Kevin Rothbauer, The Citizen
Published: Friday, November 12, 2010
The City of Duncan will take a major step in the war against waste early in 2011 when it rolls out a curbside composting program alongside the already-successful recycling program.
Beginning in February, residents will be able to deposit a surprisingly wide variety of organic materials in 48-litre green containers each week to be composted on Vancouver Island, rather than ending up in a landfill in Washington state.
"It's something we've been looking at doing for some time," said Duncan mayor Phil Kent. "The waste we do export from the Valley has a significant cost. This will reduce the cost of waste management and it will be an opportunity to have the waste used for positive purposes."
Similar programs have been successful in other Island communities, including Ladysmith and Nanaimo. The diversion of organic waste has seen household garbage decrease by an average of 35 to 40 per cent.
"We have a program that is time-tested in other communities," said Kent. "It should work."
The list of acceptable items is long and not entirely obvious, including fruits and vegetables, all food scraps, cakes, cookies and candy (without wrappers), pizza boxes, food-soiled wax paper, milk cartons, and wooden stir sticks.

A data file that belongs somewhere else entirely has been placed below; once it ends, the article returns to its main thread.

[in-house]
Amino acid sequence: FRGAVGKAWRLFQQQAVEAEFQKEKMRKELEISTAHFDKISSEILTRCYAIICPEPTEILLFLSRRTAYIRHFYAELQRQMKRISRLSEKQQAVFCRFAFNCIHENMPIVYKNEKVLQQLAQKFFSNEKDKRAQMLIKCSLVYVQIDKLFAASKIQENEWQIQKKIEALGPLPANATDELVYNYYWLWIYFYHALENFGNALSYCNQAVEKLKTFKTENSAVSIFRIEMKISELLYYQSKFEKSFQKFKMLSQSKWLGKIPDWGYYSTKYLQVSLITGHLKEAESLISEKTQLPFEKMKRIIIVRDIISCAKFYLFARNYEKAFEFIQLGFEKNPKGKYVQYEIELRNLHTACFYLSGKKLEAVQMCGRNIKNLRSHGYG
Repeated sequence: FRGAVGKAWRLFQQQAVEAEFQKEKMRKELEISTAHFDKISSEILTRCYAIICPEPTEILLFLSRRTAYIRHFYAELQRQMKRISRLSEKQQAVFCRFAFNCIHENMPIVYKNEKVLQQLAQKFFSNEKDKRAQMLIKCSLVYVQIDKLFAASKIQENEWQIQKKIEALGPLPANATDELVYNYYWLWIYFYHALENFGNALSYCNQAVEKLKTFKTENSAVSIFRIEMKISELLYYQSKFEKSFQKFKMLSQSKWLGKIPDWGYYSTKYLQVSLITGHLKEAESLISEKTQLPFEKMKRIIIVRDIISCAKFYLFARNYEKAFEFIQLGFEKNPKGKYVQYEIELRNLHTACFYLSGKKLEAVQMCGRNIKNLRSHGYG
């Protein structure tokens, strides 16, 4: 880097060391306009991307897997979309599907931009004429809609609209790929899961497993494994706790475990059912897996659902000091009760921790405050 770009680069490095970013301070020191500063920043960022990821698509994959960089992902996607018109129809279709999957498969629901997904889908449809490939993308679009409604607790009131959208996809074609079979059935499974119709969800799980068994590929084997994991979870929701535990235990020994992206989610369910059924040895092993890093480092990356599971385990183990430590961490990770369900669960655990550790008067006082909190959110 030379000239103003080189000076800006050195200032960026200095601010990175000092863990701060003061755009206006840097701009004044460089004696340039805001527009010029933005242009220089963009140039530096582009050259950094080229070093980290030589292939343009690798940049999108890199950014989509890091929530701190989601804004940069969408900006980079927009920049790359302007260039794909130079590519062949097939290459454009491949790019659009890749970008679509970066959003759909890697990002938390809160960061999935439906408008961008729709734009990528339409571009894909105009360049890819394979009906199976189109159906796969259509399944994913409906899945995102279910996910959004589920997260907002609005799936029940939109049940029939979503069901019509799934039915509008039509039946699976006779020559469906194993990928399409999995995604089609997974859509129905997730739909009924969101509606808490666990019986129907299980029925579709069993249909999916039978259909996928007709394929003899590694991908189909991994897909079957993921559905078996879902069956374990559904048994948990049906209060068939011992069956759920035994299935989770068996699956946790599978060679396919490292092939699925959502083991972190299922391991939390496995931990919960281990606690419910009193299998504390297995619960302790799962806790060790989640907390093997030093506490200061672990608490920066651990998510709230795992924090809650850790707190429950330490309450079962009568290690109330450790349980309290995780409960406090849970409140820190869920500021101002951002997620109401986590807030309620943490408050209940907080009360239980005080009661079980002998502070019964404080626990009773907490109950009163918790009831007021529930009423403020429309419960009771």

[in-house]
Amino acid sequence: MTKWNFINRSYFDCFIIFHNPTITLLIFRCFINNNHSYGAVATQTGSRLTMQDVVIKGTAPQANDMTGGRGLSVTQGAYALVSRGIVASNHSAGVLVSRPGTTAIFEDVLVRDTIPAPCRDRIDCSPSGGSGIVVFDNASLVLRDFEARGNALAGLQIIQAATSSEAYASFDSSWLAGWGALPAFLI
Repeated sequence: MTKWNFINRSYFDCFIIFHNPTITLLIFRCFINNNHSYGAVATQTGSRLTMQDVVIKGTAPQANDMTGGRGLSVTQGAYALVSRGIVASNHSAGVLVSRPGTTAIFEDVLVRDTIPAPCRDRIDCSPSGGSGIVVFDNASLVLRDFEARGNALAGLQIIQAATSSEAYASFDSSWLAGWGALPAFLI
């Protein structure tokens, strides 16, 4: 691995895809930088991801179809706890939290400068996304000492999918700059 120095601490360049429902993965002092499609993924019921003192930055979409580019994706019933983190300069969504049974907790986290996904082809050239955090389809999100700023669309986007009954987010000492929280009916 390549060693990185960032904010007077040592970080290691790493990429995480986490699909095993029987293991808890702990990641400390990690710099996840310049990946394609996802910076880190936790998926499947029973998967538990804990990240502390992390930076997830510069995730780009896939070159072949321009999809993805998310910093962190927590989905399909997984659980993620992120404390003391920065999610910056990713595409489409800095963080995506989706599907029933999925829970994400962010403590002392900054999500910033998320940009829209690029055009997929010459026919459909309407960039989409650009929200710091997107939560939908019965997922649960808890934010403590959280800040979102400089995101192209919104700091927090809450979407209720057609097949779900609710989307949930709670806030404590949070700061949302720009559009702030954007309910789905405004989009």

"The thing to focus on is that it goes further than backyard composting," said Aaron Bichard of the Cowichan Recyclists, who are working with the City to educate and prepare the public for the program. "It's meat, grease and cooked foods as well."
The outdoor containers, Bichard advised, will have latches on them to prevent animals from getting in.
Waste will be picked up in a compartmentalized truck. Compost and unlimited recycling will be collected one week, followed by compost and a 77-litre garbage can on other weeks. From there, material will go to the Bings Creek Transfer Station, then on to International Compost Corporation at Duke Point.
The highlight of the program is the ease with which residents can participate.
"It's going to be very simple," said Bichard.
Initially, the program will be restricted to about 1,250 single-family residences. Commercial operations and multi-family buildings will be left out for the time being, but Kent said the program may be re-evaulated to include them as well. The mayor noted that there are businesses that cater to commercial composting.
Residents of Duncan can expect to receive their compost kits -- comprised of a kitchen-scrap catcher, a 48-litre curbside tote and a sample of 100 per cent compostable bags -- early in the new year. In the meantime, information on the program will be available throughout at the Duncan Farmers Market, Christmas Chaos and City Hall, and residents are encouraged to contact the City with feedback.
© Cowichan Valley Citizen 2010